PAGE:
Many clues tipped off my autonomic specialist and Dr. Carroll for possible leaks. I have been diagnosed with adrenergic POTS, but don’t experience the big rise in heart rate (HR) like many with ME/CFS do. Yet, I experience symptoms as if my HR is much higher – mainly dizziness, nausea, extreme fatigue, sweating and other symptoms that elicit an overwhelming need to sit or lie down. For years I had no shame and would plop down to the ground wherever I was – in line at Target, Toys R Us, the grocery store, etc. A few years ago, I finally got a rollator for these instances and now use an electric wheelchair, both of which have helped immensely in managing my orthostatic intolerance. All of this is suggestive of a leak…or POTS. I don’t get orthostatic headaches, but standing does worsen my migraines when I have them and I have pulsatile tinnitus, another sign of a leak. I had a spinal tap for a C-section and fell ill shortly after. Also, my mother, who likely had hEDS, died of a subarachnoid brain aneurysm at the age of 53. While this is not the same as a CSF leak, it is indicative of weak connective tissue. I also have bone lesions on my spine, which may be impacting the dura. Amazingly, I’ve never had an MRI done.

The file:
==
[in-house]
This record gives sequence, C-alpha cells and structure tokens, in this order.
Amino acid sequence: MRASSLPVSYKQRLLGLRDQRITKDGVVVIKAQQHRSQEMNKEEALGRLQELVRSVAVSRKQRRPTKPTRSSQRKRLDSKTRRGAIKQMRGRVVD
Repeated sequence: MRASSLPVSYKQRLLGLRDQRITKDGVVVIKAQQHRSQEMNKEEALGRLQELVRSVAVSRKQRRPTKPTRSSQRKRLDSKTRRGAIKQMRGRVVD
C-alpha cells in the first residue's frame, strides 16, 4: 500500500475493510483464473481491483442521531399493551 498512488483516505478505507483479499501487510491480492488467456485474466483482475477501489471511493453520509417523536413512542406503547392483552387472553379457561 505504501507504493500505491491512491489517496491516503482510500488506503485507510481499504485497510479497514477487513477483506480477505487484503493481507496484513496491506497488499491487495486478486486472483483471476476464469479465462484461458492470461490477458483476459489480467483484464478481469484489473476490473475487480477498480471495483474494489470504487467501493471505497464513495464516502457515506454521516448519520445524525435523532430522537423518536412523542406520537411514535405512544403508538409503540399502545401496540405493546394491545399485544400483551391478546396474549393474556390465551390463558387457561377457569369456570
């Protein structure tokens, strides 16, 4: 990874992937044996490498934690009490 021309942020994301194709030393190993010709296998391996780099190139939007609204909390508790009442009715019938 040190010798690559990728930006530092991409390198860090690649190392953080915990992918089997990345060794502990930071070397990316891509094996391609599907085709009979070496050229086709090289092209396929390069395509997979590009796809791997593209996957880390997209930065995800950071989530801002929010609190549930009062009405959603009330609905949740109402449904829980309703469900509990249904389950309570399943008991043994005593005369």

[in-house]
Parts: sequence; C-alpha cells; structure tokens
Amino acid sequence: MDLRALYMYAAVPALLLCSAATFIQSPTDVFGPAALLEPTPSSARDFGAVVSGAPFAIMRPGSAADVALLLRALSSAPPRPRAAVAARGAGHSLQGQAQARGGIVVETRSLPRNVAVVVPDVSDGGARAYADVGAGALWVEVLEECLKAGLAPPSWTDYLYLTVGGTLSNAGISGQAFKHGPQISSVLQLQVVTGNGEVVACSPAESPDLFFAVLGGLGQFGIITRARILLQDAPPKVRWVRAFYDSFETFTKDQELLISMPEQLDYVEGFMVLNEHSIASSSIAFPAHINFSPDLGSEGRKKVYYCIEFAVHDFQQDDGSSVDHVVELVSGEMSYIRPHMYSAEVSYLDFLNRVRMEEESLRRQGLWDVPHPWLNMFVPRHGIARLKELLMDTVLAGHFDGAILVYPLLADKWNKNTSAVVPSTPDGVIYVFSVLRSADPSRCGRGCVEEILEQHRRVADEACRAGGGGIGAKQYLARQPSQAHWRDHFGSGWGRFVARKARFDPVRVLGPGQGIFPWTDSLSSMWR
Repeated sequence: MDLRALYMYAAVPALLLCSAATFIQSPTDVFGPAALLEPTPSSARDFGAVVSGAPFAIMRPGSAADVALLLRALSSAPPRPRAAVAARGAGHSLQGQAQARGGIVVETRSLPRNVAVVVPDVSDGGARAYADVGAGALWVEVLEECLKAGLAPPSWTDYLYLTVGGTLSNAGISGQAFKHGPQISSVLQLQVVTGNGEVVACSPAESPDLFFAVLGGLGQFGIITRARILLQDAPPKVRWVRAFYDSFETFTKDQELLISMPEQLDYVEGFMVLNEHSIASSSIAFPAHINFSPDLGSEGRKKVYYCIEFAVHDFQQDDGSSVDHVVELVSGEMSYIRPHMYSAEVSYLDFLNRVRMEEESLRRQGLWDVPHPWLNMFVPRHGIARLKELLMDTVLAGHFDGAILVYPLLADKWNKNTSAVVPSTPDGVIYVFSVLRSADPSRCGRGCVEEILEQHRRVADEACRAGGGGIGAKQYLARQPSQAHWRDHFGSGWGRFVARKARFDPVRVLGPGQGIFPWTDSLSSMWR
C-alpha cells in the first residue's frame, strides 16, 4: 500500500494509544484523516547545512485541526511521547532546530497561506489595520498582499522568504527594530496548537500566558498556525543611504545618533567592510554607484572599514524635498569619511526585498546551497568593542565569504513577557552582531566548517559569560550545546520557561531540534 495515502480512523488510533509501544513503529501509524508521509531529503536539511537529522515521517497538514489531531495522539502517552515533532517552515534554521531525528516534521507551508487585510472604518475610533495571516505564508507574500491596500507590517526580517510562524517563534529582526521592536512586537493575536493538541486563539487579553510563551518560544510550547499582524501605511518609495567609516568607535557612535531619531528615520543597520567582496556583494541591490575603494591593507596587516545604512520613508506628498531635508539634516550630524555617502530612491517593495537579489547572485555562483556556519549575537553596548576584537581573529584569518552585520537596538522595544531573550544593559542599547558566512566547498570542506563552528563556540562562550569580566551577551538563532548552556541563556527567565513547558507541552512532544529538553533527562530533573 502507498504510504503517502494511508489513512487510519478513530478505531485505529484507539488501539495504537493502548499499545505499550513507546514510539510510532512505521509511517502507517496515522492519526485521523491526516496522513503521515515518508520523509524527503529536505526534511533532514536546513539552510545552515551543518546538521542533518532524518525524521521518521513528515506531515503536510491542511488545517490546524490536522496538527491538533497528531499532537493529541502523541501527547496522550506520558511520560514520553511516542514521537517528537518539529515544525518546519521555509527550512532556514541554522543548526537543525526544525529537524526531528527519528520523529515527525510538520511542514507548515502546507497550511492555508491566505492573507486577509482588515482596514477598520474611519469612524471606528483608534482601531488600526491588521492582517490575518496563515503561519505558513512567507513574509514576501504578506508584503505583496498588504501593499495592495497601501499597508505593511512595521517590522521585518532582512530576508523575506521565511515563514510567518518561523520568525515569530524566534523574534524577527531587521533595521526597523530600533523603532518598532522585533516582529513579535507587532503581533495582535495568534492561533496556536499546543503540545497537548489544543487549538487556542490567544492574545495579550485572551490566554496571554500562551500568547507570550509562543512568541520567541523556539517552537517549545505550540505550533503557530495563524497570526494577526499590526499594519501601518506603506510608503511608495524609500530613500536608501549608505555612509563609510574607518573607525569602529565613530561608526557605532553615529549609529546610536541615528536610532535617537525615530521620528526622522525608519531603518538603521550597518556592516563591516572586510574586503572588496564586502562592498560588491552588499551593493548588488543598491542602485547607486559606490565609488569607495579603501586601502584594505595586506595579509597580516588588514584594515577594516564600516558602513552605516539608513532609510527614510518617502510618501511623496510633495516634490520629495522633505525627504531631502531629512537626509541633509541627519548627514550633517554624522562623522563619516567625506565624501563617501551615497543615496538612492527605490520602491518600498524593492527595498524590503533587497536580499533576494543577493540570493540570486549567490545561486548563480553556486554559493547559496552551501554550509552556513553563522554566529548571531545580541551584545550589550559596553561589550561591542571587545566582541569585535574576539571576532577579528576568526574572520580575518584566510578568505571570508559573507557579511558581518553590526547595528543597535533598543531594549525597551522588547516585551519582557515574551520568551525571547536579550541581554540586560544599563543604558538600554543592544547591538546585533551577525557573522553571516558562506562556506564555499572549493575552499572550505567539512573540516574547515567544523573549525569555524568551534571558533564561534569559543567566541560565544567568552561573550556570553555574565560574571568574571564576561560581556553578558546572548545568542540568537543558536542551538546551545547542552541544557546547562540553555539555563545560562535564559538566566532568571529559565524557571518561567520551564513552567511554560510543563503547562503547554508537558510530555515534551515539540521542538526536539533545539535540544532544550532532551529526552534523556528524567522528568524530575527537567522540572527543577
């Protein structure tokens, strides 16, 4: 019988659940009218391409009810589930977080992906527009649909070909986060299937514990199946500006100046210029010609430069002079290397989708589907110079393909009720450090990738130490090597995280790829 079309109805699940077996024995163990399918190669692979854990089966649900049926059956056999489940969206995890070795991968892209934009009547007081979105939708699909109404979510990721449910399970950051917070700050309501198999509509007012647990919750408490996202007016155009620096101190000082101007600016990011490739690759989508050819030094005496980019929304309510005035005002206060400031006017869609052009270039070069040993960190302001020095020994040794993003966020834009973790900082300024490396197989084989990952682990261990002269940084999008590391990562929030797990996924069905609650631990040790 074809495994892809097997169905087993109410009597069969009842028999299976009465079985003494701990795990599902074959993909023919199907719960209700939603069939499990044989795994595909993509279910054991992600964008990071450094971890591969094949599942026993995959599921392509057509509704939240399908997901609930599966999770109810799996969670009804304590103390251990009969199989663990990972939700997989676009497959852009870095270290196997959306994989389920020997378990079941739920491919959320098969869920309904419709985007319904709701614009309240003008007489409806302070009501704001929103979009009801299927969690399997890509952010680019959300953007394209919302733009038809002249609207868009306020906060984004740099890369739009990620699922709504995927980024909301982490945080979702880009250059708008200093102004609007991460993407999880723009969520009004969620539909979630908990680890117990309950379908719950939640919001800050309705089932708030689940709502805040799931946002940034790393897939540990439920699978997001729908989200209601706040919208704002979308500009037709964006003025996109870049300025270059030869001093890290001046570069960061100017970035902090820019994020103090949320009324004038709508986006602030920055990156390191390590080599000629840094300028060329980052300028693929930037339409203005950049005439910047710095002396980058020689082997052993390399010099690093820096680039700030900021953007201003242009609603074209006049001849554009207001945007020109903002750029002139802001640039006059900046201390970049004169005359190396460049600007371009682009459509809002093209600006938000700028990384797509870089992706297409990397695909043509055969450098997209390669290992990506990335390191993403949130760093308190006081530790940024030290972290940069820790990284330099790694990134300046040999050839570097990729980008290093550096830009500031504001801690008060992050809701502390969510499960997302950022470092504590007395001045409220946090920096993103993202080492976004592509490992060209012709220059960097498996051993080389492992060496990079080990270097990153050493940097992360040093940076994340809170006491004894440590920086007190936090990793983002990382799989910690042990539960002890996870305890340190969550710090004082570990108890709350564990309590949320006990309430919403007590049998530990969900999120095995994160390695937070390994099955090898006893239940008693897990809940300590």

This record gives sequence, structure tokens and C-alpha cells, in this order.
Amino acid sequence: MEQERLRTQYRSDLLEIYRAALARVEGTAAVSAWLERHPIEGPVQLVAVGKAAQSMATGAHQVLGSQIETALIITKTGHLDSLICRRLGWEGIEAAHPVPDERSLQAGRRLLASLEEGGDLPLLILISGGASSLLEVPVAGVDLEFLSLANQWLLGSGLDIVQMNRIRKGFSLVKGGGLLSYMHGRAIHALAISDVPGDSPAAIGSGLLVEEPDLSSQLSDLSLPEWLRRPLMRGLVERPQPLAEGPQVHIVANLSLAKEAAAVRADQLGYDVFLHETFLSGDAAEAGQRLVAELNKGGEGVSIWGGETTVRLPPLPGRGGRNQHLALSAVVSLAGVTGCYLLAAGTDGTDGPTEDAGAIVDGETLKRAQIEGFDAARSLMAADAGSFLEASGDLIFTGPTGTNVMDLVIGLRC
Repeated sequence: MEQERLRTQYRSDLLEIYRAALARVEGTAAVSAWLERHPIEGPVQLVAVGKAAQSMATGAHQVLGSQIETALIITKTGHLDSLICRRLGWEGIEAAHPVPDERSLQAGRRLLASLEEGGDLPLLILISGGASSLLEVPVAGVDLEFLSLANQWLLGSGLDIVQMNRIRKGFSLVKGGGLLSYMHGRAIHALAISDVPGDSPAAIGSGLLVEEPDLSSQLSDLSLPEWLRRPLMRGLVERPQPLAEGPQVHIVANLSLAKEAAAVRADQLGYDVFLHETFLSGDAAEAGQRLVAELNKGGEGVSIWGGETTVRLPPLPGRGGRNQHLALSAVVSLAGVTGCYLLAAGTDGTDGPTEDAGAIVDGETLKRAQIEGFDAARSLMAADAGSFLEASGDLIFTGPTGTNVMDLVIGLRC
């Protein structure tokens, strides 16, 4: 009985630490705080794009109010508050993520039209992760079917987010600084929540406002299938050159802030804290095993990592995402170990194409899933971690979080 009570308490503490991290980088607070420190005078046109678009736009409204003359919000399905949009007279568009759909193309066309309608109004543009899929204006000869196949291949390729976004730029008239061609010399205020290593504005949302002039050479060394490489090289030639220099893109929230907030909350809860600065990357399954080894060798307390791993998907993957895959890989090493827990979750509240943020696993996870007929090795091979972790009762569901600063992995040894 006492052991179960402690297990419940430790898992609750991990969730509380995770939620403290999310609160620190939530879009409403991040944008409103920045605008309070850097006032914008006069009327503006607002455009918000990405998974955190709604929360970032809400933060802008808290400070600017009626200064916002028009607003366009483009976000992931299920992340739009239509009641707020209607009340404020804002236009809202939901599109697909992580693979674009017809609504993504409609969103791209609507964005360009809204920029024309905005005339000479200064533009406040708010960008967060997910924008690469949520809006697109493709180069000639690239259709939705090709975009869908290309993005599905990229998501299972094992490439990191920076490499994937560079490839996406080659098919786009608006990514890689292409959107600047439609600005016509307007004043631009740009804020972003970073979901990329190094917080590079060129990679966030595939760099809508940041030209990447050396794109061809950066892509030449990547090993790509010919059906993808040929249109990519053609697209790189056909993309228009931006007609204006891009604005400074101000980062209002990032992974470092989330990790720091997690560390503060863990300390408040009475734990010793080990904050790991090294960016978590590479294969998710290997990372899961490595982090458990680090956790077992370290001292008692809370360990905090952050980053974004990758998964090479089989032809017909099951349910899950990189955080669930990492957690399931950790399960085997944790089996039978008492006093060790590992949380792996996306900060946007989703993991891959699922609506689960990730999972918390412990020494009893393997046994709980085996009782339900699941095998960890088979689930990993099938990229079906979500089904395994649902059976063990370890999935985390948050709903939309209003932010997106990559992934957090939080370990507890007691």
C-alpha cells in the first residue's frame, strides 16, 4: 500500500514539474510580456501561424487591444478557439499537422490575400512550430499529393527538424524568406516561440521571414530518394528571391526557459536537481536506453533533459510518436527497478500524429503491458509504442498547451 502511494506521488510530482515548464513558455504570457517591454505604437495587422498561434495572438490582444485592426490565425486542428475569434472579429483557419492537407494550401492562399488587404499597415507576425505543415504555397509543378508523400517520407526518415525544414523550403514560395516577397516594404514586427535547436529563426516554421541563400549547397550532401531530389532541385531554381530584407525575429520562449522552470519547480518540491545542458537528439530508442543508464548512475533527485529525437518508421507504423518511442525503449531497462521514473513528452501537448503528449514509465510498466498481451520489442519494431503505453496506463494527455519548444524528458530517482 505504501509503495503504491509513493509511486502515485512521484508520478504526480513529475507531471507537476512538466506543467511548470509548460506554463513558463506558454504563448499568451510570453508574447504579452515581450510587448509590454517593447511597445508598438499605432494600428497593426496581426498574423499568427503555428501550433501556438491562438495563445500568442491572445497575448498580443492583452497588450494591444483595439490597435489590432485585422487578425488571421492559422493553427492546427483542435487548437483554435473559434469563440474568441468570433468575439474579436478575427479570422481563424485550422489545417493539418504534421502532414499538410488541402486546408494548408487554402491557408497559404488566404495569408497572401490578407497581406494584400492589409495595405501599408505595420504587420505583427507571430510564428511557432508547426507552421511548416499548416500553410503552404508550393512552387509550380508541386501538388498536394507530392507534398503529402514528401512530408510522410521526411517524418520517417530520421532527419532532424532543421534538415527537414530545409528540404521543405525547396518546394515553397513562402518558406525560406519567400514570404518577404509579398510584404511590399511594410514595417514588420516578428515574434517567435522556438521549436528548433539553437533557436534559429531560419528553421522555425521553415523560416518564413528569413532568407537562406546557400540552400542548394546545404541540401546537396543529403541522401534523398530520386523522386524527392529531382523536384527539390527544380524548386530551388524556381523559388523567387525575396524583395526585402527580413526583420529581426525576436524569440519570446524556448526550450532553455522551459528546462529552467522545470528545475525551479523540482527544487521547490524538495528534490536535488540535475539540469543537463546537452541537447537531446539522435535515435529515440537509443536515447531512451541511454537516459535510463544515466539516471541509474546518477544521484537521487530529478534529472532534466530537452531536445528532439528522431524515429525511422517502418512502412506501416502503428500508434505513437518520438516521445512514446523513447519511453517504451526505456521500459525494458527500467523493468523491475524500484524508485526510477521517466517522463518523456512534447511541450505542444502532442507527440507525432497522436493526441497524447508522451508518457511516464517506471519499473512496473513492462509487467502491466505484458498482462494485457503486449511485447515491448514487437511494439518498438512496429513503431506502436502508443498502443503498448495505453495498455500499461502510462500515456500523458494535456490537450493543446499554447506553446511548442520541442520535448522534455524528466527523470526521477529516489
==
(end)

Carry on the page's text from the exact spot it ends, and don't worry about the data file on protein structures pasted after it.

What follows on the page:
He started by asking me about head pain while I was sitting. I always have head pressure but quite honestly it is the least of my concerns, until my post-exertional malaise (PEM) kicks in and the cranial pressure mounts, rendering me incomprehensible. PEM is the cardinal symptom that sets ME/CFS apart from all other illness and involves a worsening of neurological and immunological symptoms following exertion. He had me lie backwards on the examination table, which meant that my head was slightly lower than my heart. This brought on stabbing pains in the crown of my head and a sensation of mounting pressure. Next he had me spin around and put my head in the usual position on the table, slightly elevated, and the pressure and pain went away. It returned when I sat up, but not nearly as bad as when my head was slightly lower than my body.
Through the looking glass